Looking Forward

I finish exams in TWO days. TWO DAYS, people! And the I’ll be finished with my freshman year of college. I feel like I got here two weeks ago, but have been here forever.

Last night, before I went to sleep, I was reading through my journal entries from the beginning of the year. They were vibrant and full of expectation, hope, change. They spoke about my friends now when we had first met, dreams for the future, aspirations for the year. And now, I’m about to be one fourth of the way done with my college career. Well . . . unless I decide to delay it, and go to grad school. But that is a decision for several years from now!

With that said, I wanted to let you all know what I’ll be doing this summer and what you can look forward to on the blog! I’m not going to be lazing around, relaxing in the warm sunshine all day long, mind you. I am super super excited about my summer: I know it will be a period of very spectacular growth in my life.

The month of May (starting at the end of this week!!) I will be interning with Greenbrier Farms. Greenbrier is a smaller, poly-culture farm that I actually did a research project on last semester for my Sustainability Science introductory course. Sustainable agriculture is one of my passions, and the chance to (quite literally) get my hands dirty and learn about fills me with exhilaration. It will be hard work, I hope, but definitely rewarding. I’ll probably be working in the produce gardens, helping out with events, putting together CSA bags, and working at the farmer’s market. I might not be able to take too many photos, but I’ll snap them when I can 😉

This entire summer, I’m living at a house run by our Mere Christianity Forum on Campus. It’s called the Vista House, and it is intended to a place for intentional Christian community.

In June, our Servant Scholars Program starts. I’ll be interning with United Ministries, an organization that has several programs dealing with homelessness, poverty, and adult education. I’m expecting to be thoroughly challenged and stretched by my work there.

The Vista House has an absolutely amazing kitchen, and I won’t be on any type of meal plan this entire summer! That means . . . lots of cooking. It’s where some of these beautiful communal meals took place:

This summer is going to be a great experience. I’m excited to share this part of my journey with you!

What are your summer plans? 

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Clearing Up the Financial Jumble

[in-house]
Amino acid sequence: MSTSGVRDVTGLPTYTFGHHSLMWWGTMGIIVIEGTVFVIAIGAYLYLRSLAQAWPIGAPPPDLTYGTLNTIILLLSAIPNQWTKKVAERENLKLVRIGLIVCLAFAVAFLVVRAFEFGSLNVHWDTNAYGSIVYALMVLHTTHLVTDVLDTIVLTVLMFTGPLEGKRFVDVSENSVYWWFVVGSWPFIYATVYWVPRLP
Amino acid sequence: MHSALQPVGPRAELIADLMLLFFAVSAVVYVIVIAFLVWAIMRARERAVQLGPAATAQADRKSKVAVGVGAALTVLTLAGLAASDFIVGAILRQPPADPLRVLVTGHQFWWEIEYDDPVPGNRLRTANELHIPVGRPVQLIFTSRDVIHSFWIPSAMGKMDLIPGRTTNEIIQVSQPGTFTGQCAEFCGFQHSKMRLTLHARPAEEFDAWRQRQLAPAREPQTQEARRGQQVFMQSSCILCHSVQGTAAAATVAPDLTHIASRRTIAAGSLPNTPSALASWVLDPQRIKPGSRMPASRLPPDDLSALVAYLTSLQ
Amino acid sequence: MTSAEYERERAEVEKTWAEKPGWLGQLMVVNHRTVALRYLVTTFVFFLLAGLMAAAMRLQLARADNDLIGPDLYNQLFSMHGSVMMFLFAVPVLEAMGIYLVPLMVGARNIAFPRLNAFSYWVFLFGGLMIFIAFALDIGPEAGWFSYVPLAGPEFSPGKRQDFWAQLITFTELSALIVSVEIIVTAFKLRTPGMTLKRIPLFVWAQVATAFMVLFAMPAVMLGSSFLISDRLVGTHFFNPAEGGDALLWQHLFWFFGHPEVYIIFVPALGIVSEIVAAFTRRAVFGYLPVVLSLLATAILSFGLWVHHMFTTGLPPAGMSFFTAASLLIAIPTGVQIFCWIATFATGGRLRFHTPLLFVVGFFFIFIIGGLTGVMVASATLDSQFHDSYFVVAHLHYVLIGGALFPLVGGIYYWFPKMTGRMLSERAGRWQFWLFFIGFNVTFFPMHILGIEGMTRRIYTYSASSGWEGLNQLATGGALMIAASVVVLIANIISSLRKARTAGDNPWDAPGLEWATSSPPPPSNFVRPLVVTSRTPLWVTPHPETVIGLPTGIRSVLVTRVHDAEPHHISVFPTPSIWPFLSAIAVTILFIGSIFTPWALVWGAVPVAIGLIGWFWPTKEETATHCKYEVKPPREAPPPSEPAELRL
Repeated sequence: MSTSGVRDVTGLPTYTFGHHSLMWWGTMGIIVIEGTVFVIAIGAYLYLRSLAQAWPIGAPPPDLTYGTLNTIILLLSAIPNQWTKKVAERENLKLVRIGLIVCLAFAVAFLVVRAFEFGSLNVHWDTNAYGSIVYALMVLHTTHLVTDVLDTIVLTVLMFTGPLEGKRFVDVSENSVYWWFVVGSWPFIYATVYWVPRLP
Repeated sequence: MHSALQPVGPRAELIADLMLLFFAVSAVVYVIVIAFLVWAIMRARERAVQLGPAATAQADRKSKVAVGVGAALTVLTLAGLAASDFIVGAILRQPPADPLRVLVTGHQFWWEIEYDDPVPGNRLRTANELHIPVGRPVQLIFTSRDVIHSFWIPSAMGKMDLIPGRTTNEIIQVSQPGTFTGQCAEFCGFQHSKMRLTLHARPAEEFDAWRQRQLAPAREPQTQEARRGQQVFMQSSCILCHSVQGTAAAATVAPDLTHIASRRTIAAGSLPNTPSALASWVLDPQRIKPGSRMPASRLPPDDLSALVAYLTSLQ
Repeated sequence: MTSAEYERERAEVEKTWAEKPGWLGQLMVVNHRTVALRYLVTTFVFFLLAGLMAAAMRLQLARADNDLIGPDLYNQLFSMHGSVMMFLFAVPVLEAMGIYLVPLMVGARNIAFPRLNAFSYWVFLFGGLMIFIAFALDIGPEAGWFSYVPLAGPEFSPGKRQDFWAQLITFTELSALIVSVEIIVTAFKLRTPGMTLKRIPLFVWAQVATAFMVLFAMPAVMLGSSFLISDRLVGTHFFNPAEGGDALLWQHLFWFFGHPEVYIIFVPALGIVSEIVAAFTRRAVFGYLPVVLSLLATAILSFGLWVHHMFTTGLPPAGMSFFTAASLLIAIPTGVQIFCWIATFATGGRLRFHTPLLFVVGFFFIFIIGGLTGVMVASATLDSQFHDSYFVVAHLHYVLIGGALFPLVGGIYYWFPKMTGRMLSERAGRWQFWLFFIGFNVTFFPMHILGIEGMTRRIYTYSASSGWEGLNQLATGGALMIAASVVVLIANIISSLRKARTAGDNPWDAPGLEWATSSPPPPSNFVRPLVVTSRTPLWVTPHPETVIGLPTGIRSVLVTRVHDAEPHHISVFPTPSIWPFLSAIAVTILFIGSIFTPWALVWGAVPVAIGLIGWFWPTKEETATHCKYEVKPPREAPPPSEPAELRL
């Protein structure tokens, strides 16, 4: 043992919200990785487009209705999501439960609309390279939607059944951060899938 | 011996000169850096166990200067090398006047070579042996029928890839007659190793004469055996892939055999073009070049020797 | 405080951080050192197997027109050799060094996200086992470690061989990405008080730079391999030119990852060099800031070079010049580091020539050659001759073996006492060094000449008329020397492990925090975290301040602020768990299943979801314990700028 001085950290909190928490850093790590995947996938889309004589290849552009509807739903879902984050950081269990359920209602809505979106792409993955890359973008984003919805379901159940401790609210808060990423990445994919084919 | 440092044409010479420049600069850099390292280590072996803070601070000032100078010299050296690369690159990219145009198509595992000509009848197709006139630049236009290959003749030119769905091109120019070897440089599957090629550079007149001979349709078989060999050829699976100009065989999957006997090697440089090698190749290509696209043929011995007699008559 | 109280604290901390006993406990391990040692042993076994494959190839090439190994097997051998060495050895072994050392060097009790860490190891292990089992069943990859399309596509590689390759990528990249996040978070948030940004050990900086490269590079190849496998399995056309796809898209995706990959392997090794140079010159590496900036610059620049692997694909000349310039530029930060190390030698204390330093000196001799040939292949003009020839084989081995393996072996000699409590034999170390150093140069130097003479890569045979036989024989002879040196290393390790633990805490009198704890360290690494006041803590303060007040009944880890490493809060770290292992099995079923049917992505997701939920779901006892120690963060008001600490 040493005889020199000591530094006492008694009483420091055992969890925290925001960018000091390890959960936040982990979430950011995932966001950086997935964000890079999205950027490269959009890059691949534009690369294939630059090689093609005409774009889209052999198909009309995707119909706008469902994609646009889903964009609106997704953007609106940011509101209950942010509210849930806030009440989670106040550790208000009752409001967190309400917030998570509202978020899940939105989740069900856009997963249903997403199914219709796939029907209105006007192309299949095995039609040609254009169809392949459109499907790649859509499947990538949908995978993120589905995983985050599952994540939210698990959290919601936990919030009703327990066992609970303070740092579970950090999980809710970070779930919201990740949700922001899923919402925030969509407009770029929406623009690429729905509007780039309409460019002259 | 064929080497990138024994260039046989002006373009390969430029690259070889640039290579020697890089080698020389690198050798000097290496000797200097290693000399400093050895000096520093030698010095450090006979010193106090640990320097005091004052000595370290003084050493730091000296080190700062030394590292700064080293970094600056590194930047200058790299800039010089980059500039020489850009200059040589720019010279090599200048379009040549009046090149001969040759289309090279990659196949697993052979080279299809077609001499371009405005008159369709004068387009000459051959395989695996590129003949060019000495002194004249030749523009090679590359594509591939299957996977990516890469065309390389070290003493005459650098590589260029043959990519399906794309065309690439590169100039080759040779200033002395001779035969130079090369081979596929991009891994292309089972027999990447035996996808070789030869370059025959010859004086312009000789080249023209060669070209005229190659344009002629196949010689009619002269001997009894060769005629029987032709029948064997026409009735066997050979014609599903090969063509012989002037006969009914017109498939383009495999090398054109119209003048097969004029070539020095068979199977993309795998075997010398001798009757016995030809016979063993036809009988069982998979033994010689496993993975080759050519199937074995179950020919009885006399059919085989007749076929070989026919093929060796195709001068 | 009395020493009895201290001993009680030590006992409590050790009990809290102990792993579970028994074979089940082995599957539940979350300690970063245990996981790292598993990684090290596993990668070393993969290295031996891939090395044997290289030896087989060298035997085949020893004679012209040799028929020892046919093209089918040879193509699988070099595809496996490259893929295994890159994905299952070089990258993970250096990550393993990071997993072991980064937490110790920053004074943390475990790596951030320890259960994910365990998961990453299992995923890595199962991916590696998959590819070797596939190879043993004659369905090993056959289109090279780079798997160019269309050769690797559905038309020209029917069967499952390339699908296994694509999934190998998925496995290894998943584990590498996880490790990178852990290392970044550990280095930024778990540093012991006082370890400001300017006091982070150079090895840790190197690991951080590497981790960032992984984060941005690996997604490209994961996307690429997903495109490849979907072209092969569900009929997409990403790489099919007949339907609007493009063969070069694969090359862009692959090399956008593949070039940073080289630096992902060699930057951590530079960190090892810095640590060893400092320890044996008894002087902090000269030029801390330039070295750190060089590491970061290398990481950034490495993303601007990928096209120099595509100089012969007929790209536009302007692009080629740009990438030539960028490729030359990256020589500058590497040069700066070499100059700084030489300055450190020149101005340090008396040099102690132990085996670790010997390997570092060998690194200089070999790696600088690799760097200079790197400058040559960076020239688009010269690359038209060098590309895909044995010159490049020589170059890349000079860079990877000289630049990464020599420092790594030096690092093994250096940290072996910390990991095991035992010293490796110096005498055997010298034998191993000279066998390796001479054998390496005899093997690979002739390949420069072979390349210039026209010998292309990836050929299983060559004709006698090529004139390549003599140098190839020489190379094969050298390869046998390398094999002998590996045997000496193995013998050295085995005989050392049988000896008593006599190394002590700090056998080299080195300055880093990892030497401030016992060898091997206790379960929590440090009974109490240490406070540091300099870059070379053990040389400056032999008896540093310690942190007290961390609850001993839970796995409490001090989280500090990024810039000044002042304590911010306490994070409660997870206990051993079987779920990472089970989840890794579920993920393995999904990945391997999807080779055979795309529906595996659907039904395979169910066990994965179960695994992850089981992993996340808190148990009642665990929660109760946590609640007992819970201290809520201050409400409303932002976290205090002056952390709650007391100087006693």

Confession: I’m not good with money.

I don’t feel like I have a good grasp of money or finances, or an appropriate attitude towards them. Budgeting is a skill I’ve never learned; when I asked my parents if they budget and why it wasn’t transparent to us kids my dad told me that his “budget is to always make more than I spent.” I’ve spent several years trying to figure out what a healthy attitude towards money is, and I haven’t reached it. This is further complicated (though not badly so) from my perception that everything I have really does not belong to me, and that Jesus talks very specifically about money. Some of his teachings (or my reading of the teachings) have me undulating between seeing money as a useful tool, and wanting to simply give it all away and live meagerly.

“We do need to be born again, since Jesus said that to a guy named Nicodemus. But if you tell me I have to be born again to enter the Kingdom of God, I can tell you that you have to sell everything you have and give it to the poor, because Jesus said that to one guy, too. But I guess that’s why God invented highlighers, so we can highlight the parts we like and ignore the rest.”  Shane Claiborne, The Irresistible Revolution: Living as an Ordinary Radical. 

“No one can serve two masters. Either you will hate the one and love the other, or you will be devoted to the one and despise the other. You cannot serve both God and money.” Luke 16:13 

I also spent time last semester reading:

The discussion group that accompanied the book was helpful, but I feel like I didn’t really change. Ultimately, the conclusion we all came to was that in intentional community, our attitudes towards money would change. If we love people and not ideas, and people are in need, we will help those people with the resources we have.

But here’s my problem: I’m not involved in community with a range of people in different socio-economic statuses. My friends are all pretty similar to myself, and spending money goes hand in hand with our social outings. Hopefully this summer working with a ministry in our downtown will help change some of this. I have a lot to learn about money, its role, and my handling of it. Because I’m in school without a job, I sometimes feel like I don’t control the money I have, but I do.

This week’s Pit Stop (which is occurring on a Tuesday) involves a re-evaluation of my finances, the creation of a budget, and decisions about what and where I will spend. I typically don’t even look at my balances in different accounts, and I opened an investment account months ago and have never used it. Now, let me know:

Do you budget? 

Do you ever struggle about the role of money in your life?